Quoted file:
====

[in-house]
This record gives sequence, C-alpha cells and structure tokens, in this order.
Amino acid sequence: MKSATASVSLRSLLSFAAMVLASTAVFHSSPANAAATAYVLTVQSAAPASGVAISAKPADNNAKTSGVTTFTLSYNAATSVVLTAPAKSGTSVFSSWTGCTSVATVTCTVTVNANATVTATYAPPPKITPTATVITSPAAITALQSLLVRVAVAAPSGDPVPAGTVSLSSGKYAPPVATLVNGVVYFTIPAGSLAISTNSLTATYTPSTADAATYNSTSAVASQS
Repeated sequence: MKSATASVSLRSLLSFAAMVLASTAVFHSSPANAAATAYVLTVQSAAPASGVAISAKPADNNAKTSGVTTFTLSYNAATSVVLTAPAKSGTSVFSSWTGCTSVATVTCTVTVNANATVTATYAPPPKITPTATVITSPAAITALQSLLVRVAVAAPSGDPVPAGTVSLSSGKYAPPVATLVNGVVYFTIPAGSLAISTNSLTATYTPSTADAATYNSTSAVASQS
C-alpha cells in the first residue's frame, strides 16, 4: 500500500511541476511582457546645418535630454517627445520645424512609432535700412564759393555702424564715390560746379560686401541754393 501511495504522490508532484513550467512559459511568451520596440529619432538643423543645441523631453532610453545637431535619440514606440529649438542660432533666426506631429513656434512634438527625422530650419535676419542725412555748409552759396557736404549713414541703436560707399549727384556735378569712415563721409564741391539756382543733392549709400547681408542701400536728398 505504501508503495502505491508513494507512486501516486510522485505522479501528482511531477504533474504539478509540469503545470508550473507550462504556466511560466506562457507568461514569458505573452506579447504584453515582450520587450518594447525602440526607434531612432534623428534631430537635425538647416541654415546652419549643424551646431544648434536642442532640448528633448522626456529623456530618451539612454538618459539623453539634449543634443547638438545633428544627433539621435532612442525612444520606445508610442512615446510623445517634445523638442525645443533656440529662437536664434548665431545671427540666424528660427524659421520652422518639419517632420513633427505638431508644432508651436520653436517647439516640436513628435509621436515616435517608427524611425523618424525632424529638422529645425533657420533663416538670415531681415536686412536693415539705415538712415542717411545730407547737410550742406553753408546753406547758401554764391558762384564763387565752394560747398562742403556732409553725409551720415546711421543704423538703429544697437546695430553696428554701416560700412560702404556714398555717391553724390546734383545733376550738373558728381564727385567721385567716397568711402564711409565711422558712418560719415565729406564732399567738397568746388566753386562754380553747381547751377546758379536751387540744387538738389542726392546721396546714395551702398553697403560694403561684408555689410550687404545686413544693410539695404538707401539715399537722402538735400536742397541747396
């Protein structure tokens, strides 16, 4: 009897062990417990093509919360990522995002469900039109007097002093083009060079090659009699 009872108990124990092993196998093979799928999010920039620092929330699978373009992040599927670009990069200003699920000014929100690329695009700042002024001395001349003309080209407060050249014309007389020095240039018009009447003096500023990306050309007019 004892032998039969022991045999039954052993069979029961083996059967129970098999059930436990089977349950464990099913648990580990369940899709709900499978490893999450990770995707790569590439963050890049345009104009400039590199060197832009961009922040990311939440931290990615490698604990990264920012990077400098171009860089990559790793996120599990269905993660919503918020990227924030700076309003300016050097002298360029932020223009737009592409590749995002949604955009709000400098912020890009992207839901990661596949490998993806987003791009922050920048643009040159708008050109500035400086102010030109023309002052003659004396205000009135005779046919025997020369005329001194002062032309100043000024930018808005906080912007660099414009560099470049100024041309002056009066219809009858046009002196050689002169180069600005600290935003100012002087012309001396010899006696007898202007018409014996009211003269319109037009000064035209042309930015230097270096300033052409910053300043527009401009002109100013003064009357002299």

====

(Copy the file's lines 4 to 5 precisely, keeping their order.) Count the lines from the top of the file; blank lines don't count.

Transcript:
Repeated sequence: MKSATASVSLRSLLSFAAMVLASTAVFHSSPANAAATAYVLTVQSAAPASGVAISAKPADNNAKTSGVTTFTLSYNAATSVVLTAPAKSGTSVFSSWTGCTSVATVTCTVTVNANATVTATYAPPPKITPTATVITSPAAITALQSLLVRVAVAAPSGDPVPAGTVSLSSGKYAPPVATLVNGVVYFTIPAGSLAISTNSLTATYTPSTADAATYNSTSAVASQS
C-alpha cells in the first residue's frame, strides 16, 4: 500500500511541476511582457546645418535630454517627445520645424512609432535700412564759393555702424564715390560746379560686401541754393 501511495504522490508532484513550467512559459511568451520596440529619432538643423543645441523631453532610453545637431535619440514606440529649438542660432533666426506631429513656434512634438527625422530650419535676419542725412555748409552759396557736404549713414541703436560707399549727384556735378569712415563721409564741391539756382543733392549709400547681408542701400536728398 505504501508503495502505491508513494507512486501516486510522485505522479501528482511531477504533474504539478509540469503545470508550473507550462504556466511560466506562457507568461514569458505573452506579447504584453515582450520587450518594447525602440526607434531612432534623428534631430537635425538647416541654415546652419549643424551646431544648434536642442532640448528633448522626456529623456530618451539612454538618459539623453539634449543634443547638438545633428544627433539621435532612442525612444520606445508610442512615446510623445517634445523638442525645443533656440529662437536664434548665431545671427540666424528660427524659421520652422518639419517632420513633427505638431508644432508651436520653436517647439516640436513628435509621436515616435517608427524611425523618424525632424529638422529645425533657420533663416538670415531681415536686412536693415539705415538712415542717411545730407547737410550742406553753408546753406547758401554764391558762384564763387565752394560747398562742403556732409553725409551720415546711421543704423538703429544697437546695430553696428554701416560700412560702404556714398555717391553724390546734383545733376550738373558728381564727385567721385567716397568711402564711409565711422558712418560719415565729406564732399567738397568746388566753386562754380553747381547751377546758379536751387540744387538738389542726392546721396546714395551702398553697403560694403561684408555689410550687404545686413544693410539695404538707401539715399537722402538735400536742397541747396